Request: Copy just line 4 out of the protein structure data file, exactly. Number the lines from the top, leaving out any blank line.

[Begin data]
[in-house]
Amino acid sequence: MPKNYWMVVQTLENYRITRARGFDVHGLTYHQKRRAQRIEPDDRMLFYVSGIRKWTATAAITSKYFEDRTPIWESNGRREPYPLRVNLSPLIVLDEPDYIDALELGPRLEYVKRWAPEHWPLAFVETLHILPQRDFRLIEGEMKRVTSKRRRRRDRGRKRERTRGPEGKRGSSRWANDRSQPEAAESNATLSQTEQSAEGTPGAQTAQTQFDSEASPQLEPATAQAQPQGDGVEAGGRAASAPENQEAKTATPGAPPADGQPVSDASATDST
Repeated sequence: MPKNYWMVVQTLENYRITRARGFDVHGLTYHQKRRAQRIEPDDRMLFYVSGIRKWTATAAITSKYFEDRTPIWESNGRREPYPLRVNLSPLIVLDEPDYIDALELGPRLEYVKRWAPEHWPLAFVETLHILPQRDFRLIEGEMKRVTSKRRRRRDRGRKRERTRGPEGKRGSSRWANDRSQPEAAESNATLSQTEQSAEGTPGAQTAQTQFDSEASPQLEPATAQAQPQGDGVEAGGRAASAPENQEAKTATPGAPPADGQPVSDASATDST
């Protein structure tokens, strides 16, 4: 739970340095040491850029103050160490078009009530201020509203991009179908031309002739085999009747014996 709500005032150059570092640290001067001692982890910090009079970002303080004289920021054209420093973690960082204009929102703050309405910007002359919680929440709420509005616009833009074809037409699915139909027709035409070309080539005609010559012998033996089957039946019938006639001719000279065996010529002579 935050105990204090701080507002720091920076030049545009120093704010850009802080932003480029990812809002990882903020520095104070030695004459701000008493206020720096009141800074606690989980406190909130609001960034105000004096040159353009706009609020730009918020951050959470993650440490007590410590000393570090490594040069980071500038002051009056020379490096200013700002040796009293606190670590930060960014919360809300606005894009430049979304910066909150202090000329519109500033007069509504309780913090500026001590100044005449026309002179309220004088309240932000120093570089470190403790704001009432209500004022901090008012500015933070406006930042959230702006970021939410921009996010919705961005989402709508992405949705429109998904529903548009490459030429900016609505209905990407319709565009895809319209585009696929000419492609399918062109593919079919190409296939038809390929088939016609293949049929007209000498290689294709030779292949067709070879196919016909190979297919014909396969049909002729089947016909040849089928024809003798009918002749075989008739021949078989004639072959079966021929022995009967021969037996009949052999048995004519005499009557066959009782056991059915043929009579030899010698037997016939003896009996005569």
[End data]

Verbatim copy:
């Protein structure tokens, strides 16, 4: 739970340095040491850029103050160490078009009530201020509203991009179908031309002739085999009747014996 709500005032150059570092640290001067001692982890910090009079970002303080004289920021054209420093973690960082204009929102703050309405910007002359919680929440709420509005616009833009074809037409699915139909027709035409070309080539005609010559012998033996089957039946019938006639001719000279065996010529002579 935050105990204090701080507002720091920076030049545009120093704010850009802080932003480029990812809002990882903020520095104070030695004459701000008493206020720096009141800074606690989980406190909130609001960034105000004096040159353009706009609020730009918020951050959470993650440490007590410590000393570090490594040069980071500038002051009056020379490096200013700002040796009293606190670590930060960014919360809300606005894009430049979304910066909150202090000329519109500033007069509504309780913090500026001590100044005449026309002179309220004088309240932000120093570089470190403790704001009432209500004022901090008012500015933070406006930042959230702006970021939410921009996010919705961005989402709508992405949705429109998904529903548009490459030429900016609505209905990407319709565009895809319209585009696929000419492609399918062109593919079919190409296939038809390929088939016609293949049929007209000498290689294709030779292949067709070879196919016909190979297919014909396969049909002729089947016909040849089928024809003798009918002749075989008739021949078989004639072959079966021929022995009967021969037996009949052999048995004519005499009557066959009782056991059915043929009579030899010698037997016939003896009996005569």